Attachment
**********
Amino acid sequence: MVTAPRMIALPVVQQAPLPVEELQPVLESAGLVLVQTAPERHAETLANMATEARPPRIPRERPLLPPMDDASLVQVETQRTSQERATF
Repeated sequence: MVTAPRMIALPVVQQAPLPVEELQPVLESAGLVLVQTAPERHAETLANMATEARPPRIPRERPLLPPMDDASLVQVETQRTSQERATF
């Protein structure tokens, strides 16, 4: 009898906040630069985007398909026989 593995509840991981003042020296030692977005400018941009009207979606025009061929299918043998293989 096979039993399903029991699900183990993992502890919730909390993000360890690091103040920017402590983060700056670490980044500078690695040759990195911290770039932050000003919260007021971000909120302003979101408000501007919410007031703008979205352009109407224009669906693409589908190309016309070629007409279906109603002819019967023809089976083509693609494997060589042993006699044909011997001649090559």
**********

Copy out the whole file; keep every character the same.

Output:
Amino acid sequence: MVTAPRMIALPVVQQAPLPVEELQPVLESAGLVLVQTAPERHAETLANMATEARPPRIPRERPLLPPMDDASLVQVETQRTSQERATF
Repeated sequence: MVTAPRMIALPVVQQAPLPVEELQPVLESAGLVLVQTAPERHAETLANMATEARPPRIPRERPLLPPMDDASLVQVETQRTSQERATF
């Protein structure tokens, strides 16, 4: 009898906040630069985007398909026989 593995509840991981003042020296030692977005400018941009009207979606025009061929299918043998293989 096979039993399903029991699900183990993992502890919730909390993000360890690091103040920017402590983060700056670490980044500078690695040759990195911290770039932050000003919260007021971000909120302003979101408000501007919410007031703008979205352009109407224009669906693409589908190309016309070629007409279906109603002819019967023809089976083509693609494997060589042993006699044909011997001649090559």